and marinated them in a plastic bag or a few hours in:

2 cups buttermilk

When the chicken was ready to be cooked, I put into the food processor:

1 Cup plain bread crumbs
1 Cup chopped pecans
1 teaspoon smoked paprika
1 teaspoon salt
1 teaspoon dried oregano
Few grinds black pepper

This was a purely experimental combination. This was a new recipe for me. Why do I tend to experiment like this when I have company? It's sort of risky.

Anyway, I processed this mixture into crumbs and coated my chicken with it. I baked the chicken for about 20 minutes at 375 degrees.

It could have used a little more flavor. I would up the paprika content the next time, or maybe try an extra spice or two. Cayenne possibly?

For a vegetable I made Roasted Asparagus.

I wasn't fond of asparagus for most of my life until I was told that roasting it makes all of the difference in the world. It's the best vegetable advice ever.

I took:

2 bunches skinny asparagus

...and sprayed them with cooking spray and placed them on a baking sheet. They went into the oven for 10 minutes at 400 degrees.

When they came out, I tossed them with

2 Tablespoons hazelnut oil
Salt and pepper

It was a little less food than I usually make, but no one went home hungry. I guess Ina taught me well on that subject. I don't need to make a ton of food for a good dinner party. I think there are worse ways to turn 83.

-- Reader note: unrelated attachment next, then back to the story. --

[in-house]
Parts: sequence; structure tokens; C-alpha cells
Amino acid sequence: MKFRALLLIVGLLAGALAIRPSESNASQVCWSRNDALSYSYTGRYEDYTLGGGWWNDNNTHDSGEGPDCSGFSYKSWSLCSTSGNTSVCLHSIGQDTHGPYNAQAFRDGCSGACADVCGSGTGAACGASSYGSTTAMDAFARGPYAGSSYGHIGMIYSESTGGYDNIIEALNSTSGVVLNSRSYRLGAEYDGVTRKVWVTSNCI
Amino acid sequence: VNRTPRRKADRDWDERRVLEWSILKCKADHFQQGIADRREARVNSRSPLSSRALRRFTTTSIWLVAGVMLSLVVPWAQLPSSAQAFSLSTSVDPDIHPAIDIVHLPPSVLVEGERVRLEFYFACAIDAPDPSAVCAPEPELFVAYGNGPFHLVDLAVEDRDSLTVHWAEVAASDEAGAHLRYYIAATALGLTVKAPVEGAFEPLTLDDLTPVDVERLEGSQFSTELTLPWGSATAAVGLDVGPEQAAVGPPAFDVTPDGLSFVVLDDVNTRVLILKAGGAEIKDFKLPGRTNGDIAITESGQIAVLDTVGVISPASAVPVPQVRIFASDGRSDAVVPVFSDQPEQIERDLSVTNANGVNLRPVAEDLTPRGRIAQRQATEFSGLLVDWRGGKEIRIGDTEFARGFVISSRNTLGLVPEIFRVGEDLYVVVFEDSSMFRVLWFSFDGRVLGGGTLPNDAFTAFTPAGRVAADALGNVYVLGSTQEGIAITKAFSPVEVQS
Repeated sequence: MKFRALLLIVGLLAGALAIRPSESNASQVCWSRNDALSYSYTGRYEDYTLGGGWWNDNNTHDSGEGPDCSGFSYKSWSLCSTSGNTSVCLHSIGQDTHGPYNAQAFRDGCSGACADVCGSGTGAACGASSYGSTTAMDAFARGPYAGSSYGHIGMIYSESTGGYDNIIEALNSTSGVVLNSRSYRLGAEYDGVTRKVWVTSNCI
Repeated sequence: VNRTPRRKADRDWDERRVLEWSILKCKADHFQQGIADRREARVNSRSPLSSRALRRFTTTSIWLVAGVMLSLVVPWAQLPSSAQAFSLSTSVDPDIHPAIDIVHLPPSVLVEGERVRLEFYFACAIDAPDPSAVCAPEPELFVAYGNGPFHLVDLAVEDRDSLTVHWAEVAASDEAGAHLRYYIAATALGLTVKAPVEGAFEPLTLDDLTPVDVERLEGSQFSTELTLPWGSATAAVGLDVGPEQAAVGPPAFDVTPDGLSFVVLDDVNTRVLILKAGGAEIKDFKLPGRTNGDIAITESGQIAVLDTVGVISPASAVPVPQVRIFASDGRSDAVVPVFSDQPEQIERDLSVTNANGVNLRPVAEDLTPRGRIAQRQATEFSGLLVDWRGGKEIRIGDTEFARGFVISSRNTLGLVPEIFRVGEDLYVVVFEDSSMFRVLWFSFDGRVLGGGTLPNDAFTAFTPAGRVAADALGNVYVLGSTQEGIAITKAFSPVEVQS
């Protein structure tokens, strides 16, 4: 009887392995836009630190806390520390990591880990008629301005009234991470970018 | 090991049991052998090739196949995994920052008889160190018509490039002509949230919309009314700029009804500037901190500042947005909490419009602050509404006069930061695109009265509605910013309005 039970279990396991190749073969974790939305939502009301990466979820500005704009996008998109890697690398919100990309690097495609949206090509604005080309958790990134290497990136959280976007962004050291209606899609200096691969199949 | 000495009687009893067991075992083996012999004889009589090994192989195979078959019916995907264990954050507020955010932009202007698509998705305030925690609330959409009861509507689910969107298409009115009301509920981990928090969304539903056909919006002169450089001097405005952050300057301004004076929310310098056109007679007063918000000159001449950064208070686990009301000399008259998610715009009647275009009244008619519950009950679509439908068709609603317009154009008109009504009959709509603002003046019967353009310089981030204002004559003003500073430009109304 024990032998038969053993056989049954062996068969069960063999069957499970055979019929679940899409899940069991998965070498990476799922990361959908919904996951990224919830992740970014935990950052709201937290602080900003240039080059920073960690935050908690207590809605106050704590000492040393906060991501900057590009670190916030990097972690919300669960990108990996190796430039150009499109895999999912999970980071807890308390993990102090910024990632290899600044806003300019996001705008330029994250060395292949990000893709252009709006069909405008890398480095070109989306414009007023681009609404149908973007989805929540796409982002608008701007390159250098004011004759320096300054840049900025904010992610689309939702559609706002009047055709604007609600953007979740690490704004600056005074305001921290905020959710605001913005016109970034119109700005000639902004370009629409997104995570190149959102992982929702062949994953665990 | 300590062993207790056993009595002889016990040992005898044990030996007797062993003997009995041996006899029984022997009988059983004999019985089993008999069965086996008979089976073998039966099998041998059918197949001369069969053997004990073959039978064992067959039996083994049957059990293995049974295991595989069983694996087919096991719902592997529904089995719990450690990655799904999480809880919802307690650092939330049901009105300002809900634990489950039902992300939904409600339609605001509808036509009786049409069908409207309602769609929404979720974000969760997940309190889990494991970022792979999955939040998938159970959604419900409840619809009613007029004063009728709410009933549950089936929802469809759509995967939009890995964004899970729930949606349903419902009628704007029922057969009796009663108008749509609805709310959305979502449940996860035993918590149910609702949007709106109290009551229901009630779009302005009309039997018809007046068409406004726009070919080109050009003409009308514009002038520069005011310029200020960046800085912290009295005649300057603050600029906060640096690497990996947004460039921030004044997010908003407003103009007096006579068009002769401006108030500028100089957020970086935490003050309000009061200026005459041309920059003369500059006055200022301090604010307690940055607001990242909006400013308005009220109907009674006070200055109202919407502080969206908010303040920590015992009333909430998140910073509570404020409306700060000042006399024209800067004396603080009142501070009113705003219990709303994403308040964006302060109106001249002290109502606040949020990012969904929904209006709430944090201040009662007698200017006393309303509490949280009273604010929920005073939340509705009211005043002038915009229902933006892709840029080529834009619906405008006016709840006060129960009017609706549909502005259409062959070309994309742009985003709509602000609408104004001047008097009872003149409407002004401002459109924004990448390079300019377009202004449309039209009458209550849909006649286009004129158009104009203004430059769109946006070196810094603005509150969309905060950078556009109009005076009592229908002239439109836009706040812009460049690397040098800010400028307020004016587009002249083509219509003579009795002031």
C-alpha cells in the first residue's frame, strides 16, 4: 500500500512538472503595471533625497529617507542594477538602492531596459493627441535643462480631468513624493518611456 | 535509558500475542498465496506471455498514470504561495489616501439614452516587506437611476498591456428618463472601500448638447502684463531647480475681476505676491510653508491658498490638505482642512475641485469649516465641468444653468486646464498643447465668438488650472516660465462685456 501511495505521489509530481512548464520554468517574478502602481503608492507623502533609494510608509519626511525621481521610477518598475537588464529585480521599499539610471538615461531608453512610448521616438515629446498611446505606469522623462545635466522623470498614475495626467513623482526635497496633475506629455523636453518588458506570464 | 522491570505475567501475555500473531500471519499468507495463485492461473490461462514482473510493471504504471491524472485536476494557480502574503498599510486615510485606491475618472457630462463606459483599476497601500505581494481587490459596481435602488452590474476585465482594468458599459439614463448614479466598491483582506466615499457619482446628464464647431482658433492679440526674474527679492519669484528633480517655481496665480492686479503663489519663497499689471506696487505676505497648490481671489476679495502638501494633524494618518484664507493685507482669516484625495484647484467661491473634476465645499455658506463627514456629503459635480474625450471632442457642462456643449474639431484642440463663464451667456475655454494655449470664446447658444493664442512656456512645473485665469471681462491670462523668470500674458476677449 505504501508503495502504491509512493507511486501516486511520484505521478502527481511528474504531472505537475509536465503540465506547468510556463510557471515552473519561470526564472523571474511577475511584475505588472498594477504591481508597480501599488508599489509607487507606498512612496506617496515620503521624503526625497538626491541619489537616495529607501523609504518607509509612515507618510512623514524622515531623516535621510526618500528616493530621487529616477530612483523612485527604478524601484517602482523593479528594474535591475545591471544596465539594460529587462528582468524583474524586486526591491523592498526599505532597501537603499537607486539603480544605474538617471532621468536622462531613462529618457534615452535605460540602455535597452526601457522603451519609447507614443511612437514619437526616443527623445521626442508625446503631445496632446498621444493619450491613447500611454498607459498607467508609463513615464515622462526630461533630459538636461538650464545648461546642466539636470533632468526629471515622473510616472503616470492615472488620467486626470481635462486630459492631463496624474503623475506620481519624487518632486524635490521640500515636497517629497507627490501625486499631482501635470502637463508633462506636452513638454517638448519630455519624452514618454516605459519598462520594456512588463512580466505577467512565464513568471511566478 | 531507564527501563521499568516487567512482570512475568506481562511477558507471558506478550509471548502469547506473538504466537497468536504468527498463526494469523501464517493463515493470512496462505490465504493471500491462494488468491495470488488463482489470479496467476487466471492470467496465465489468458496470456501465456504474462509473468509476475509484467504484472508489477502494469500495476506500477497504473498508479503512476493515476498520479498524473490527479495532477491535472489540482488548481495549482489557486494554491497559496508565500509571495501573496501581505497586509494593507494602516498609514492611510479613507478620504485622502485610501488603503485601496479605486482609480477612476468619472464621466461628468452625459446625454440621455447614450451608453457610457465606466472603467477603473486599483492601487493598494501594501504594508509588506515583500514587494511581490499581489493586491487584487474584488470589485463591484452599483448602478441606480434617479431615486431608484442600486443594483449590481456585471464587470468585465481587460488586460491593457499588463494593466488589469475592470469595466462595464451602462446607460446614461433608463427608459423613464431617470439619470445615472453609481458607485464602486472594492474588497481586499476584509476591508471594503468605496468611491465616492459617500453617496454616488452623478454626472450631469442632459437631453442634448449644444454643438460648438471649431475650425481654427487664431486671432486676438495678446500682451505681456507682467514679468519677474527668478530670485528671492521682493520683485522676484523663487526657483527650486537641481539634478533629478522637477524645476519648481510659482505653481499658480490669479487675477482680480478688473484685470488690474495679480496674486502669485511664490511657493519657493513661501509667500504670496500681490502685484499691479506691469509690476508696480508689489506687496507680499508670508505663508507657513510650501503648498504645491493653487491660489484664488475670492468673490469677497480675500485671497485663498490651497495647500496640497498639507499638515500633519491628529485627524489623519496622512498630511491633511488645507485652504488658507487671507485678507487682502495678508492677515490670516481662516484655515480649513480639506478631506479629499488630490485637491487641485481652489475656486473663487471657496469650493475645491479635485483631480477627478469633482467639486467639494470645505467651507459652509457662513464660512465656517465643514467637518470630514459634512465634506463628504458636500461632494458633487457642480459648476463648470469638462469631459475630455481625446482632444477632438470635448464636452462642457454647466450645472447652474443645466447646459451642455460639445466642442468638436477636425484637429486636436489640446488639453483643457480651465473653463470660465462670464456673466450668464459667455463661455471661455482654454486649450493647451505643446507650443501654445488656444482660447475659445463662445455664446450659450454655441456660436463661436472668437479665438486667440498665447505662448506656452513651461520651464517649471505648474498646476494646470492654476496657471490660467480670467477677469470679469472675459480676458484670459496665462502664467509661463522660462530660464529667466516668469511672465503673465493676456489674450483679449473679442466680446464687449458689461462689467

Emiline said...

That Michael is so unsafe on his horse.

Geez, this cake sounds like a lot of trouble. I don't blame you for not making it again. I think this was probably a bad recipe.
I'm sure it did taste good.

The dinner sounds nice, also. I love puh-cahn encrusted chicken.
I like asparagus, but I like it steamed, then shocked in ice water, and serve chilled. I like the texture better. How many times did I just say LIKE?

Sue said...

You've become a regular a cooking machine lately. Everything sounds so good. I love love love hazelnut oil. Did I mention I LOVE hazelnut oil?

You never said (did you?) how you prepared your pan. IF you had greased it then lined it with that horrid parchment or waxed paper and then greased and floured THAT, there should have been no drama. Fess up, what did you do?

I'm mystified by the KitchenAid. Was your bowl wet? Was it hot? Was your whisk wet?

A homemade cake is good no matter what secrets the cook knows about its manufacture and assemblage.

I have so much to catch on - peppers and Valentine's Day. Comments about those later.

The Short (dis)Order Cook said...

What did I do? Umm....none of the above. The meringue, although flat, wasn't the big problem as much as the cake part was though. The meringue was flat, but at least it was intact.

I think the problem with the Kitchen Aid was that I had only two egg whites in it and the whip just couldn't make contact with them. If there had been more whites, I think the problem would have been solved. I think I want to use my stick blender for egg whites all of the time now though. It whipped up those egg white seriously fast!